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I recently had a realisation as to why the NC licenses promoted by CreativeCommons exist: it comes down to how I'd happily contribute to communities where I feel vested, but only rarely do I feel vested in communities where money is flowing around (particularly if I'm a volunteer). The noncommercial licenses CC provides are meant to contribute to communities in that same spirit. I remain an IP-Abolitionist (and a supporter (roughly speaking) of the GPL as a stopgap measure until we can change the laws), but I better understand where the NC-license-boosters are coming from now.

I've been thinking about what kind of lightweight, no-install-or-easy-install system we could design to provide distributed wikilike functionality. I suppose one way would be for some company (Google? Yahoo?) to offer to host personal wikis for the world; I'd say there are privacy concerns, but then I remember that I already have a (secondary) email account on GMail. What's so important about wikis?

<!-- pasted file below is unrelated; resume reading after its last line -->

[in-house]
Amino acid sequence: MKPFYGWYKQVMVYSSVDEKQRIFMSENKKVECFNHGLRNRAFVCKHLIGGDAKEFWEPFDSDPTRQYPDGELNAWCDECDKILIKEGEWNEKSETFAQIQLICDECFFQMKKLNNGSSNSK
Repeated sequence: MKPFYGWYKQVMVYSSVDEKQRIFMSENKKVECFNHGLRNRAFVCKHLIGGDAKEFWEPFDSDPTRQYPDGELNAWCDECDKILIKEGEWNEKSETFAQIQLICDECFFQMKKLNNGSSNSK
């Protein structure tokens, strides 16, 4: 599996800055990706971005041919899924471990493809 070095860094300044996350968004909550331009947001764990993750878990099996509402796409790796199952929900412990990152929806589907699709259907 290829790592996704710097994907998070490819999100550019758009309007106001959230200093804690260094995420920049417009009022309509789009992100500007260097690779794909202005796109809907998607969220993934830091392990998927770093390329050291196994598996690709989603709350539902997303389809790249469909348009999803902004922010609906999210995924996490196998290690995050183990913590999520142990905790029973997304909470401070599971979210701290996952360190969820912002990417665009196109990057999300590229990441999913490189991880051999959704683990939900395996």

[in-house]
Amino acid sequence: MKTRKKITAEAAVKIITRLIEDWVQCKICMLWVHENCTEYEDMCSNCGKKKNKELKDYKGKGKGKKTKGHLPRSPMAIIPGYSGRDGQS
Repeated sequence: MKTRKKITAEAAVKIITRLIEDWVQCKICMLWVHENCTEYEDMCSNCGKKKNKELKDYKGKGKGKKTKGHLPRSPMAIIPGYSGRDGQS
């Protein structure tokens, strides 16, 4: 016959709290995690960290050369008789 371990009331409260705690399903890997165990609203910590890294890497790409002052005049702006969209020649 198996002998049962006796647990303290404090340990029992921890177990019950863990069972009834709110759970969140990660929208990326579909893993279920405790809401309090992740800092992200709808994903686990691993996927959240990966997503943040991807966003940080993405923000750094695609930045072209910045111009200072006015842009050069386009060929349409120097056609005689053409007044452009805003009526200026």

• Data are in a user-comprehensible, simple format (contrast to TeX)
  • Linking between documents (pages) is simple
  • The format is extensible
  • It's a nice, no-nonsense way to organise information, with inner links having properties suitable for exploration
Wikis remain very weak for non-texty-non-image data, and the need for graphical editors for tabular data lessens the value (or at least shows the limits) of the wiki format. Along with redefining how spreadsheets work (learn from Apple's Numbers or Lotus's Improv and take things much further), making a truly next-generation Wiki is among the few really interesting vision/conceptual problems in the "information application for end-users" field. More interesting yet is that there is a huge body of content in both formats, a widespread recognition that things should be better, and tension between flexibility and power with any solution.